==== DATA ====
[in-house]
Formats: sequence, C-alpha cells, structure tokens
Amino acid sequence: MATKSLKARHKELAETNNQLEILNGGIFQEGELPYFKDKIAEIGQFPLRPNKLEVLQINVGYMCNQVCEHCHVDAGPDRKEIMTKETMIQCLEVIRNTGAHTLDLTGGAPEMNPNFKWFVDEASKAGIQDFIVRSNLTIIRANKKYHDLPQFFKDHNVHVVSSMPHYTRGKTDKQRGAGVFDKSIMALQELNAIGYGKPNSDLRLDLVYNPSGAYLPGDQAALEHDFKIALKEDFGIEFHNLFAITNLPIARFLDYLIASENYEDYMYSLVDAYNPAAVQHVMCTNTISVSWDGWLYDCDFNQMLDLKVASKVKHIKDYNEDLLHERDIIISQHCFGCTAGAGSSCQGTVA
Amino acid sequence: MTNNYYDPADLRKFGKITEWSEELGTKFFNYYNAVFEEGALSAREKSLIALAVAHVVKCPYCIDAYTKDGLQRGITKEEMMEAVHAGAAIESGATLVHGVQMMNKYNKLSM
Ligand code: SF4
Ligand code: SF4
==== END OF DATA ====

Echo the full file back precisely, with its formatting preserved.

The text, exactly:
[in-house]
Formats: sequence, C-alpha cells, structure tokens
Amino acid sequence: MATKSLKARHKELAETNNQLEILNGGIFQEGELPYFKDKIAEIGQFPLRPNKLEVLQINVGYMCNQVCEHCHVDAGPDRKEIMTKETMIQCLEVIRNTGAHTLDLTGGAPEMNPNFKWFVDEASKAGIQDFIVRSNLTIIRANKKYHDLPQFFKDHNVHVVSSMPHYTRGKTDKQRGAGVFDKSIMALQELNAIGYGKPNSDLRLDLVYNPSGAYLPGDQAALEHDFKIALKEDFGIEFHNLFAITNLPIARFLDYLIASENYEDYMYSLVDAYNPAAVQHVMCTNTISVSWDGWLYDCDFNQMLDLKVASKVKHIKDYNEDLLHERDIIISQHCFGCTAGAGSSCQGTVA
Amino acid sequence: MTNNYYDPADLRKFGKITEWSEELGTKFFNYYNAVFEEGALSAREKSLIALAVAHVVKCPYCIDAYTKDGLQRGITKEEMMEAVHAGAAIESGATLVHGVQMMNKYNKLSM
Ligand code: SF4
Ligand code: SF4